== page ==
Astros Seek a Right-Handed First Baseman for Platoon
By Eric Huysman
Wanted, the Houston Astros seek an RH first baseman for platoon
The Houston Astros had a weak link in 2015, which was the lack of consistent production at first base. The next impact prospect A.J. Reed is quickly approaching the big leagues, but if you are expecting him to be on the opening day roster, you don’t know how the Astros operate. Astros pitchers come from Double-A some, but hitters tend to require a trip to Triple-A in most cases. Young Astros Carlos Correa, George Springer, and Jon Singleton all made stops in Triple-A, so why would the Astros make a change in thinking right now?
With that being said, who will be playing first base for the Astros come opening day? The answer at the moment is Singleton, who A.J. Hinch said it is his job to lose. Expect to see Singleton in the opening day lineup, unless there is a left-hander on the mound versus the New York Yankees. While Singleton has a higher batting average batting off left-handed pitchers (.256) versus right-handed pitchers (.144), he hits for more power batting off a righty. While Singleton is no guarantee to make the 25-man roster, the Astros will give him every chance to be the guy at first until Reed is ready.
Evan Drellich of the Houston Chronicle Tweeted that, ” a Baseball source said Astros are looking for a right-handed hitting first baseman. Makes sense as potential platoon partner with Singleton.” Along with this line of thinking, the Astros will be looking at free agents that match this criterion, so who are they?
When you look up late bloomer in the dictionary, you will see a picture of Pearce in an Orioles uniform. A career utility player broke out in 2014 with a slash line of .293/ .373/ .556/ .930 with 21 homers and only 49 runs batted in. He came back down to earth in 2015 with a slash line of .218/ .289/ .422/ .711 with 15 homers and 40 runs batted in.
Pearce has some career success against lefties with a slash line of .262/ .343/ .481/ .824 with 24 of his 53 career homers. If the Astros went with him, he would have the extra benefit of being able to play all over the field.
Hart was a former All-Star, who at one time was a power-speed combo, but he has dropped off the field the past two seasons between Seattle and Pitsburg. This would be the ultimate high risk and high reward type player. Exactly what the Astros are looking for right now, just someone to platoon with Singleton. Let’s say Hart (33-years-old), returns to form with a .270/ 20 homer/ 65 season, he could be a big asset for the Astros.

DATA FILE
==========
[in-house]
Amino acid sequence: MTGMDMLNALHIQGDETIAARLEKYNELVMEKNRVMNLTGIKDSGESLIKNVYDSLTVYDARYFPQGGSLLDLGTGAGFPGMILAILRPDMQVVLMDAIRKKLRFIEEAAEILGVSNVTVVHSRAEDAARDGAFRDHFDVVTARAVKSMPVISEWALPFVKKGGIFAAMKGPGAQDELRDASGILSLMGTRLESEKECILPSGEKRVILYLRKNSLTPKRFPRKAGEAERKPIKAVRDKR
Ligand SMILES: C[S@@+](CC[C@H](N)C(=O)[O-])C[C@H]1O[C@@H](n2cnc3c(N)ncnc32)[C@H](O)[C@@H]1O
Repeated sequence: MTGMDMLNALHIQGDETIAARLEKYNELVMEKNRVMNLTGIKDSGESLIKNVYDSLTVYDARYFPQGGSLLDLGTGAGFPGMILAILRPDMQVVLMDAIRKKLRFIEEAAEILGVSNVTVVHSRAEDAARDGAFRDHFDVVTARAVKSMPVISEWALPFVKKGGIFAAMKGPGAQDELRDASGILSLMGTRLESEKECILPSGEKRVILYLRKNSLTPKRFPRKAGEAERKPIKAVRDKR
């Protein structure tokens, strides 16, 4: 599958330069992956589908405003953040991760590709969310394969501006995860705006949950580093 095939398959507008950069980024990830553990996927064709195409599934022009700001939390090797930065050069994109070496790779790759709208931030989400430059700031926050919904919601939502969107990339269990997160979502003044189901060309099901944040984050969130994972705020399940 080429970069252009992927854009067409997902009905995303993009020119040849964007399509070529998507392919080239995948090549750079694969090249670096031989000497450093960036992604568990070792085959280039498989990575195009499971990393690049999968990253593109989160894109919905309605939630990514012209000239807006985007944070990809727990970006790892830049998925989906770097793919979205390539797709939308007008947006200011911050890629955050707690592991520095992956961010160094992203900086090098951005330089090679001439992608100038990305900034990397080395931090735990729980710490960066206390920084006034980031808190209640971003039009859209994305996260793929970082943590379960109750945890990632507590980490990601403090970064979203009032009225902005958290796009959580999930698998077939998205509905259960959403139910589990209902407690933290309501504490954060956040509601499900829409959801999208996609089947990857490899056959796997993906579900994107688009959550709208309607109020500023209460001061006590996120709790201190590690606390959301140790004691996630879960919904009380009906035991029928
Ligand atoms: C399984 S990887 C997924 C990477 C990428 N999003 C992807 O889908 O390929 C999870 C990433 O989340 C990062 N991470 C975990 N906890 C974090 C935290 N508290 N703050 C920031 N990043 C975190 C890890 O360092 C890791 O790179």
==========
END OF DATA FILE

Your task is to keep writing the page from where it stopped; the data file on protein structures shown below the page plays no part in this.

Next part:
How does he do against lefties, he has a career slash line of .285/ .357/ .497/ .854 with 47 of his career 162 homers. He hits better against lefties, just hits for more power against right-handed pitchers. However, it has to be taken into consideration that Hart has almost three times more at-bats versus righties than lefties.
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Rosario is a grizzled veteran with only five years of major league service time. The former catcher appears to have hit a wall after showing a dominant offensive ability as a catcher early in his career. In 2012, he finished 4th in the NL Rookie of the Year Award batting .270/ 28 HR/ 71 RBI. In 2013, he up his average with .292/ 21 HR/ 79 RBI. His numbers dropped a little the next two seasons batting .267 and .268 respectively, but his home runs dropped as well with 13 and six.
The Astros would be getting a shell of the former player, but he is still young and has a career slash line of .319/ .356/ .604/ .960 versus lefties with 32 of his 71 homers. It should be noted that Rosario has 1128 PA against righties and 473 PA versus lefties, so these stats could be misleading.
His catching days are over, but he could serve as an emergency catcher, very Evan Gattis like type of player.
Remember those days when a baseball player named Gaby hit 19 homers in back to back seasons with the Marlins in 2011-12? He even made the All-Star team in 2012 before being traded to the Pittsburg Pirates at the trade deadline in 2013. To give Sanchez credit, he is consistent, hitting seven home runs in each of his next three seasons while driving in around 30 runs each. He shouldn’t be much of an upgrade over what Tyler White or Marwin Gonzalez could offer until the chosen one is ready. Pass.
A lot of the players on this list are players that couldn’t maintain their production from earlier in their careers. McGehee is the poster child for this group, as he has not been able to top his .285/ 23 HR/ 104 RBI season in 2010. Something that does stand out to be is that after not playing in the MLB during the 2013 season, he came back in 2014 and drove in 76 runs on only four homers. He fell back out of view in 2015 between the Giants and Marlins. Pass.
The Korean first baseman is a big fella; maybe we need to get him on the team to take on Prince Fielder next time that Fielder initiates a brawl. The 33-year-old slugger is 6’4” and 286 pounds. Lee hit 31 homers and drove in 98 runs in 2015 with Softbank of the Japan Pacific League. Lee apparently met with four GMs during the Winter Meetings according to MLB Trade Rumors, no word if the Astros were one of the teams. He would add to the team, but the Astros will not offer a long-term deal for someone his age.
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I’d prefer the Astros to save their money for a free agent starting pitcher, outside of Rosario or Hart, I’m not too interested in these guys wit White and Matt Duffy ready to get some playing time behind Singleton. The problem with a platoon is that it shortens the bullpen, meaning the Astros can’t have the second lefty in the bullpen or the long-man type of guy.
**Stats from Baseball-Reference**